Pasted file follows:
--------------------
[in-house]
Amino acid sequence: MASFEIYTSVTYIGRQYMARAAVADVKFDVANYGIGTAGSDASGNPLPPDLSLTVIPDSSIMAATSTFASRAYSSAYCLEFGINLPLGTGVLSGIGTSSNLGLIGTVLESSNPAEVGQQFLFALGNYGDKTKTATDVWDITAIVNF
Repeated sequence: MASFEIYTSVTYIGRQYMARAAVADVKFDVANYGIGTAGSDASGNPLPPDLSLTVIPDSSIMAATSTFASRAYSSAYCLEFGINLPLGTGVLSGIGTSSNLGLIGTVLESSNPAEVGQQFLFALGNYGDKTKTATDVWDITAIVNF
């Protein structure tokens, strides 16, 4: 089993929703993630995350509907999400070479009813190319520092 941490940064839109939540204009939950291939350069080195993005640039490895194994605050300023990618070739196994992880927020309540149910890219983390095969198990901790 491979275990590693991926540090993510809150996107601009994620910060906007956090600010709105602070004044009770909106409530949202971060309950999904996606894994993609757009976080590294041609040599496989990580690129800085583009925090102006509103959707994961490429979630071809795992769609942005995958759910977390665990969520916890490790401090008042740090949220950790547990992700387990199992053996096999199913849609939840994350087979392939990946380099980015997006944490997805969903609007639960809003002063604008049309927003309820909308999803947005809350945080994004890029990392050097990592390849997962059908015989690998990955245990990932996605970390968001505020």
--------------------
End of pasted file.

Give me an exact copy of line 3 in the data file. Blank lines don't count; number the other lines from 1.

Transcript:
Repeated sequence: MASFEIYTSVTYIGRQYMARAAVADVKFDVANYGIGTAGSDASGNPLPPDLSLTVIPDSSIMAATSTFASRAYSSAYCLEFGINLPLGTGVLSGIGTSSNLGLIGTVLESSNPAEVGQQFLFALGNYGDKTKTATDVWDITAIVNF